Urinary tract infection in premature rupture of membrane (PROM): an academic hospital based study

https://doi.org/10.19106/JMedSci005101201904

Muhammad Nurhadi Rahman(1*), Rivaldi D Liligoly(2), Nuring Pangastuti(3)

(1) Department of Obstetrics and Gynaecology, Faculty of Medicine, Public Health and Nursing, Universitas Gadjah Mada/Dr. Sardjito General Hospital, Yogyakarta, Indonesia
(2) Department of Obstetrics and Gynaecology, Faculty of Medicine, Public Health and Nursing, Universitas Gadjah Mada/Dr. Sardjito General Hospital, Yogyakarta, Indonesia
(3) Department of Obstetrics and Gynaecology, Faculty of Medicine, Public Health and Nursing, Universitas Gadjah Mada/Dr. Sardjito General Hospital, Yogyakarta, Indonesia
(*) Corresponding Author

Abstract


Premature rupture of membrane (PROM) and preterm PROM (PPROM) are commonly related with poor maternal and perinatal outcomes. Urinary tract infection (UTI) has been known as one of its risk factors. The aim of study was to ascertain the frequency and pattern of urinary symptoms as well as the risk factors for UTI in PROM and PPROM. A retrospective study was conducted at Dr. Sardjito General Hospital, Yogyakarta, Indonesia. All pregnancy cases with the history of PROM/PPROM from January to December 2015 were included. The research subjects were obtained from medical records, using the format of basic data collection to identify the risk factors of UTI in pregnancy. One hundred cases of complicated pregnancy with either PROM or PPROM were obtained. The mean of maternal age, gestational age, and birth weight were 28 ± 5.99 yr; 34.05 ± 4:28 wk; 2170.79 ± 835.447 g; respectively. Urinalysis was done in 58 patients. The prevalence of bacteriuria was 55.17%. Symptomatic vs. asymptomatic bacteriuria showed statistically significant differences (p<0.001, OR = 0.409; CI = 0287-0584). In multivariate analysis using linear regression, maternal age, gestational age and parity were not directly related to the occurrence of UTI (p = 0.367; p = 0.697; p = 0.385; respectively). In conclusion, the proportions of symptomatic bacteriuria in pregnancy are significantly higher than asymptomatic. However, maternal age, gestational age, and parity are not directly related to the prevalence of UTI in pregnancy complicated with PROM and PPROM.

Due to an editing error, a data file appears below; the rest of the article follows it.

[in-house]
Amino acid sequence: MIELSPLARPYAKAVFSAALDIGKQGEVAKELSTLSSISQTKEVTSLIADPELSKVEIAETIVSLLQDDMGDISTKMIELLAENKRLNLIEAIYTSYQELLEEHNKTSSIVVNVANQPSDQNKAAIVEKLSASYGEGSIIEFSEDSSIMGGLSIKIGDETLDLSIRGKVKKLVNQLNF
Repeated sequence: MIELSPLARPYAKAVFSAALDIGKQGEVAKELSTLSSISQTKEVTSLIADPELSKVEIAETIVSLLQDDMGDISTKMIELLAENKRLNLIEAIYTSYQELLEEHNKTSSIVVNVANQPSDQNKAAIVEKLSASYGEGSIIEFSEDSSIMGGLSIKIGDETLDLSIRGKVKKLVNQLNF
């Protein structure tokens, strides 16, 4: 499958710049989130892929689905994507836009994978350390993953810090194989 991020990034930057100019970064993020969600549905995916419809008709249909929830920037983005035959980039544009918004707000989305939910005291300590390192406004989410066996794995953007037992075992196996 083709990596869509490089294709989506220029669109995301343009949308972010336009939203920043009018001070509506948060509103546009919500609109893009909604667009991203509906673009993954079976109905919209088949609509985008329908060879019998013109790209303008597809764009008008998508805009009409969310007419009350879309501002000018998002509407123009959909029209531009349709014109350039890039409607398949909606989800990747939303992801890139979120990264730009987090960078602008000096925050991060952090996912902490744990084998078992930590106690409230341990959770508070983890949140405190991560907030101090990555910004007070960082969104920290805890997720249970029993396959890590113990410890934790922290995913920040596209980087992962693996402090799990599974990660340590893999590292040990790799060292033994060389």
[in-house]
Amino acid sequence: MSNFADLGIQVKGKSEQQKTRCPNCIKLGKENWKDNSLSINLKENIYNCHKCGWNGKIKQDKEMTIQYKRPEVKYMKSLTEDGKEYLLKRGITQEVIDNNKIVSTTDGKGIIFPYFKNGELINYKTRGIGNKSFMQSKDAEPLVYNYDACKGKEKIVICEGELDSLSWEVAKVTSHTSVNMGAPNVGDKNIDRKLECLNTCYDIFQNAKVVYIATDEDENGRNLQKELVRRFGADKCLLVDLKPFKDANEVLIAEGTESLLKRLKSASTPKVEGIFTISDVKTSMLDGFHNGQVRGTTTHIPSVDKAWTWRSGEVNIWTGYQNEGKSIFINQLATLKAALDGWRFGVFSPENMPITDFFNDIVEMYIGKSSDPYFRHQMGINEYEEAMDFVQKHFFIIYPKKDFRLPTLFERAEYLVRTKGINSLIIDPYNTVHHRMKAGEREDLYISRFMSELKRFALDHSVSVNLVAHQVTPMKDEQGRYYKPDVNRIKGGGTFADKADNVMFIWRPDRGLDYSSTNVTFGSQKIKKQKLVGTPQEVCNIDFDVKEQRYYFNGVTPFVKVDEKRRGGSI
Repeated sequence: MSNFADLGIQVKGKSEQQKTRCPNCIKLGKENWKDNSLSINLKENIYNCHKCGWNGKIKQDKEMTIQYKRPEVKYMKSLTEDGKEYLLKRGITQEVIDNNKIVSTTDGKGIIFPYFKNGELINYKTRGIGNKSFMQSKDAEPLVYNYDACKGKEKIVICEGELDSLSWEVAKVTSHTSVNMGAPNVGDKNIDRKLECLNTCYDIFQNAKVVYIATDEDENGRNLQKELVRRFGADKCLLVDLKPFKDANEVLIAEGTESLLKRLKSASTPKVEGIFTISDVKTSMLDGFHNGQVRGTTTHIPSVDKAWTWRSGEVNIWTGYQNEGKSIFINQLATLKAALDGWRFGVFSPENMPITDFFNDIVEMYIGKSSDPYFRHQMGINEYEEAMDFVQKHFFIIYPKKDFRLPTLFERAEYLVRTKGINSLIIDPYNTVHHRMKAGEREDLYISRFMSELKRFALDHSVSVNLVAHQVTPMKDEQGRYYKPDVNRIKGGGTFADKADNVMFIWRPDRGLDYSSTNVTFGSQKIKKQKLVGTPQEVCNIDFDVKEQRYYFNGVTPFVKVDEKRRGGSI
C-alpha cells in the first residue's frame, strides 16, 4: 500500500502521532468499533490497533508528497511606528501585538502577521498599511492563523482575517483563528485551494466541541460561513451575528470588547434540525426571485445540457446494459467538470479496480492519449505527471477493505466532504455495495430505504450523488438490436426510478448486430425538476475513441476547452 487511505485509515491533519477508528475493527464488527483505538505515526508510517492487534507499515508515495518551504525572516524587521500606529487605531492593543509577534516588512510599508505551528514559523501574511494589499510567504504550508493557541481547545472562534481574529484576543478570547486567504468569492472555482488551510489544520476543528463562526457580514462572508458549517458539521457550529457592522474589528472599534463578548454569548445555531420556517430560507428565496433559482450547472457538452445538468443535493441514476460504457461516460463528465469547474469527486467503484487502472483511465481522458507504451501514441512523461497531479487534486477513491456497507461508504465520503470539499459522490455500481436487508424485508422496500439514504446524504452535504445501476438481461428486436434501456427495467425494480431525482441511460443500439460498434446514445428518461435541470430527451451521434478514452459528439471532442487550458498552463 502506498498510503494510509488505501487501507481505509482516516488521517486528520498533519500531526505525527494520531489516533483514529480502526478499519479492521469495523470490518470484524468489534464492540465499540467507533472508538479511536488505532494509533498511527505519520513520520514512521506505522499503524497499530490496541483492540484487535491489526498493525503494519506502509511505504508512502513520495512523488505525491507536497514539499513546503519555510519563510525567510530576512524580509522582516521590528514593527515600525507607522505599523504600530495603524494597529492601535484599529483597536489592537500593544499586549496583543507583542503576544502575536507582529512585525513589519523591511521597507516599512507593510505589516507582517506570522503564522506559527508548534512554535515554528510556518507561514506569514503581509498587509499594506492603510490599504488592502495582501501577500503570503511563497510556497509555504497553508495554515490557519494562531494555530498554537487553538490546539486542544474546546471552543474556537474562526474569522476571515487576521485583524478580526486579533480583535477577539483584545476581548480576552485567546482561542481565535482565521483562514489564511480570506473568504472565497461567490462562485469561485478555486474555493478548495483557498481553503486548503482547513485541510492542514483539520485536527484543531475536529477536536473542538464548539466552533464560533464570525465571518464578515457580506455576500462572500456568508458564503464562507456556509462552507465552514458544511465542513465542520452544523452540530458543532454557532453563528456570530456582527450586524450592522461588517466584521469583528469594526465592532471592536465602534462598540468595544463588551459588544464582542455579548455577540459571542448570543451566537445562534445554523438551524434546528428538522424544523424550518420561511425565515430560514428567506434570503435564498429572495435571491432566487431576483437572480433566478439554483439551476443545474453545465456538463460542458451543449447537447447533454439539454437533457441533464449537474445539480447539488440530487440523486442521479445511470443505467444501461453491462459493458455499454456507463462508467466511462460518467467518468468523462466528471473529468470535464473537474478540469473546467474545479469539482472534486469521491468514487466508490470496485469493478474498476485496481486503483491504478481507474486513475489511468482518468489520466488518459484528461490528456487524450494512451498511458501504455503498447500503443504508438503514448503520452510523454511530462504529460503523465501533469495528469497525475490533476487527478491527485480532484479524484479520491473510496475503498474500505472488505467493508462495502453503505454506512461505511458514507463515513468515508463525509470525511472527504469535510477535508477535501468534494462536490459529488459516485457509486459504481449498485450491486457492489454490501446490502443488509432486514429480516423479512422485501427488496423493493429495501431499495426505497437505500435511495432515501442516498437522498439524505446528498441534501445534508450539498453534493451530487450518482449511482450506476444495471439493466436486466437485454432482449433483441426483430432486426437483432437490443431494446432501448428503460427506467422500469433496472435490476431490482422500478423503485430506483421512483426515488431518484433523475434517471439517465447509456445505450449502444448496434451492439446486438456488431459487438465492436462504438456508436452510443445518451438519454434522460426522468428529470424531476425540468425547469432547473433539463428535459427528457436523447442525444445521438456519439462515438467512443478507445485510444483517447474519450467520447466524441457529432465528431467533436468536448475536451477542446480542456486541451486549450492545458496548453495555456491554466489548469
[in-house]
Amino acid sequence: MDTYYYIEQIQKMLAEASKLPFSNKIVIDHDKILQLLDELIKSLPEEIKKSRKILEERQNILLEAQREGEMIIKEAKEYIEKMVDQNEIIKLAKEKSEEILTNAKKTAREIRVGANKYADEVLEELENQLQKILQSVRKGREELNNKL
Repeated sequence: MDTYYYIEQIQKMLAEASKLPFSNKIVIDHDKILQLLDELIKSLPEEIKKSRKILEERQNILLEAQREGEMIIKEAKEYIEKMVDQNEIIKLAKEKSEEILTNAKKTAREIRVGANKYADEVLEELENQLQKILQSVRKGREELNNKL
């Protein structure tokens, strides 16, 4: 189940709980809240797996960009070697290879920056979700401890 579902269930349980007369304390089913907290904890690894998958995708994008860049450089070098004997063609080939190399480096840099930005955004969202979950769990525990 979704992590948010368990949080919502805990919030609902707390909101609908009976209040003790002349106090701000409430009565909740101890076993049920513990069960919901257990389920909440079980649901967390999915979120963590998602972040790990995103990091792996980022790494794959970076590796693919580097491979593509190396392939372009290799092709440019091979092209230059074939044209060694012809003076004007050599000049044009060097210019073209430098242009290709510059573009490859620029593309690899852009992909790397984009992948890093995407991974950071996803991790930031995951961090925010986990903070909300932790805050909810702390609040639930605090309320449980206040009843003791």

Keywords


urinary tract infection, premature rupture of membranes, preterm premature rupture of membranes

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DOI: https://doi.org/10.19106/JMedSci005101201904

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Journal of the Medical Sciences (Berkala Ilmu Kedokteran) by  Universitas Gadjah Mada is licensed under a Creative Commons Attribution-NonCommercial 4.0 International License.
Based on a work at http://jurnal.ugm.ac.id/bik/.